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We are glad to inform you that after our pleasant experience with the Italian blog, the IIMA Human Rights Office has decided to open a new blog in English.

On this blog, you may follow our main activities with the United Nations and its mechanisms for the protection and promotion of human rights, as well as news from the UN bodies and IIMA offices in different countries related to the right to education.

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Have a great time reading!


Our Side-Event on Youth Empowerment.

On Tuesday, March 11th, Room XXVII in Palais des Nations turned into a forum for ideas and hope.
“Youth Empowerment through Human Rights” was the headline of the Side-Event IIMA and VIDES International, with the Permanent Mission of Uruguay, organized during the 25th session of the Human Rights Council. The event gave the floor to young people.
Co-sponsored by OHCHR and by 25 Permanent Missions, the Side-Event represented the last step on a long road: the interaction with the reality for young people; the Side-Event in June 2011 on “Young volunteers and Human Rights” and the event in June 2013 on “Youth Empowerment, which strategies?”; the ILO resolution adopted at the 101st International Labour Conference in June 2012; the Expert meeting on the human rights of youth organized by the OHCHR in July 2013; IIMA and VIDES crowd sourcing in Latin America to gather experiences directly on the field, and the meetings with several Permanent Missions in Geneva to raise awareness about youth and to promote the Side-Event and ask for sponsorship.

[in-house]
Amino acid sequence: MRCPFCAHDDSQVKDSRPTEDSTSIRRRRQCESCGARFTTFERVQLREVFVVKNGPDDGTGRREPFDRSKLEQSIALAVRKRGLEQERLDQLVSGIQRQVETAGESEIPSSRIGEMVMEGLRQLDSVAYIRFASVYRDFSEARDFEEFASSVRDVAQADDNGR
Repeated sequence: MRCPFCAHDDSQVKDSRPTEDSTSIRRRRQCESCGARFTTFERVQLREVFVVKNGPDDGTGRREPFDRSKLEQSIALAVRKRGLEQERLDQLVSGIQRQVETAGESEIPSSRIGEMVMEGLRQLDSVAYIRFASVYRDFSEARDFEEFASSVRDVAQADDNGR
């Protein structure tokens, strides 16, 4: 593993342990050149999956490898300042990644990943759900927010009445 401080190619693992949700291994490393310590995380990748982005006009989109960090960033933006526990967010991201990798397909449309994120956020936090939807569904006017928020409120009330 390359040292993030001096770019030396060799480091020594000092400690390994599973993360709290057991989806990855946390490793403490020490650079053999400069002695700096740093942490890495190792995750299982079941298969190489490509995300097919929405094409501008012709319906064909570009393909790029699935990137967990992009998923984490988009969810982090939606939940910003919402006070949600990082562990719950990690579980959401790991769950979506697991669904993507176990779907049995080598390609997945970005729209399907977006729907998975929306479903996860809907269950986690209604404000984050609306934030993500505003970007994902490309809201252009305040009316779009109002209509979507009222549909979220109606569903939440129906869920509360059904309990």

Prior to the Side Event, in order to train the young people who took part in the panel, a training course was held in IIMA Office in Geneva, enabling them to effectively share their personal experiences from the field and to inform them of the context in which they were speaking.

Thiago, of Belo Horizonte, Brazil, is a Physiotherapist and is currently a 4th year student of Medicine in Buenos Aires, Argentina. He is a VIDES Volunteer and is the founder and coordinator of Project “CONVIVIR: Brazil and Argentina” in Buenos-Aires, which is based on the concept of humanizing medical students through volunteerism, to provide broad experience of different practices with peoples. Laura, a young girl from United States, had a service period first in Rwanda first and then Uganda, working with orphans and children in difficult situations. Johny belongs to the indigenous community of Bribri in Talamanca, a Province of Limon in Costa Rica. He is a high school student, working as a farmer and is a volunteer in the Costa Rican Red Cross. He defends the principles and values of Bribri culture, promoting respect for and pride in the indigenous identity, especially among young people, working with them to encourage involvement in social action for the community to realize the rights of young people. Simon- Pierre Escudero was raised in a small town in France. He spent 6 months as a volunteer in civil service in socially disadvantaged areas of France. Following this, he spent several months in Central America investigating the situation of children living in the streets and indigenous peoples. From his research in the field and an internship at the IIMA  and VIDES Human Rights office in Geneva, a new NGO project was born. This newly formed civil partnership aims to promote and protect the rights of children in street situations.